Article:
Native American communities have struggled for decades with high rates of assault, abduction, and the murder of women. Currently, more than 200 Native Americans from New Mexico and the Navajo Nation are missing and being investigated by the FBI.
The new novel by Joyce Phillips, Stolen Sisters, tells about one young Navajo woman who was abducted from an Albuquerque Mall while shopping for a prom dress. Salli Li, is horrified when her daughter calls from the Navajo Nation and sobs into the phone, “Mom, Chooli’s gone!”
Salli jumps into action to save her granddaughter, enlisting the aid of a Navajo shaman and a team of student hackers. Her hunt for clues takes her to isolated areas of the southwest desert where she participates in a sweat lodge, visits an ancient kiva, and explores mountain caves in a desperate search to find Chooli before her abductors sell her into slavery.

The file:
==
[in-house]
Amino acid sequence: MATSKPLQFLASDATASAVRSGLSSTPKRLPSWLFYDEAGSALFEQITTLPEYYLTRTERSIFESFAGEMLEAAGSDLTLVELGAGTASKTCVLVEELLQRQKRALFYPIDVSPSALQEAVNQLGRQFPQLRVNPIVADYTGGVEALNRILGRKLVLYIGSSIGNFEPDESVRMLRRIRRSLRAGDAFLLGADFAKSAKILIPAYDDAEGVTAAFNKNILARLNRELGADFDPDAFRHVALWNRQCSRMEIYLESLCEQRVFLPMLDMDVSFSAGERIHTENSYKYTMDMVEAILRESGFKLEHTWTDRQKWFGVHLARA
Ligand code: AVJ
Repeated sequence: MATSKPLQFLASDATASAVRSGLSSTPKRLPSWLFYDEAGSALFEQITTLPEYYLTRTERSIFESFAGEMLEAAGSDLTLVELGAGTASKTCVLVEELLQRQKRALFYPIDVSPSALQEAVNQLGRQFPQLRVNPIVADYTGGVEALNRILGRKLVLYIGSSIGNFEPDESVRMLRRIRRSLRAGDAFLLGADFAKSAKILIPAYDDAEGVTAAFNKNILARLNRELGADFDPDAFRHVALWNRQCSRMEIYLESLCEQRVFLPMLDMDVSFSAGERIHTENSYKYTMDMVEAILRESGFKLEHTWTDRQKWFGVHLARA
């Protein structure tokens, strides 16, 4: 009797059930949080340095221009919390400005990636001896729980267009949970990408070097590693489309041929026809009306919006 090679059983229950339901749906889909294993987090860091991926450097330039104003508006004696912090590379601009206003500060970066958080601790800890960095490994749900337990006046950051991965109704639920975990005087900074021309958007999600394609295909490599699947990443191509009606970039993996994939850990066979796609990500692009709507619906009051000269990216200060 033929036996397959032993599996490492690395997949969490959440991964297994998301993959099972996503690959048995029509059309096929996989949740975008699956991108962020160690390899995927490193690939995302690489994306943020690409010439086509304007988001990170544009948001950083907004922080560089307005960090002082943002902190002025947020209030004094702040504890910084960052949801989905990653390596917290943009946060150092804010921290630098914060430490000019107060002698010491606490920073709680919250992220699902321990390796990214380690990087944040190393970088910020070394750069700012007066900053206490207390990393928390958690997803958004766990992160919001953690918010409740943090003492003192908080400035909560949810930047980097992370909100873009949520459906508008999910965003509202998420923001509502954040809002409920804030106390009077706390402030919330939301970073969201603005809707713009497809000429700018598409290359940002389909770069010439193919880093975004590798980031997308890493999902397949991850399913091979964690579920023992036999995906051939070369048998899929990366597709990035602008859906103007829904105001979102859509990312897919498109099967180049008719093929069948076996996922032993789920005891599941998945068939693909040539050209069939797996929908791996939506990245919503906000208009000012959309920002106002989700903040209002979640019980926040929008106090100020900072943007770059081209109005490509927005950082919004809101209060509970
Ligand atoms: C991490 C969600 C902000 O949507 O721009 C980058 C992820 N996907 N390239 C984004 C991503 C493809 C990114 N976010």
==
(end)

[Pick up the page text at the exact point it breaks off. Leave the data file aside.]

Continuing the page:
Stolen Sisters is a fast-paced adventure set against the background of modern Native American culture in the Southwest.
Author Phillips who lives in Cape Cod, but frequently visits the Southwest to research her books, added a personal note when I spoke to her about Stolen Sisters.
“While writing this book, my son died unexpectedly. The grief of the mothers, grandmothers and daughters in my story became achingly real as my sorrow entwined with theirs. I believe my novel will speak to those moved by the plight of missing and abducted women.”
A story for our time, Stolen Sisters is available on Amazon and can also be ordered through bookstores.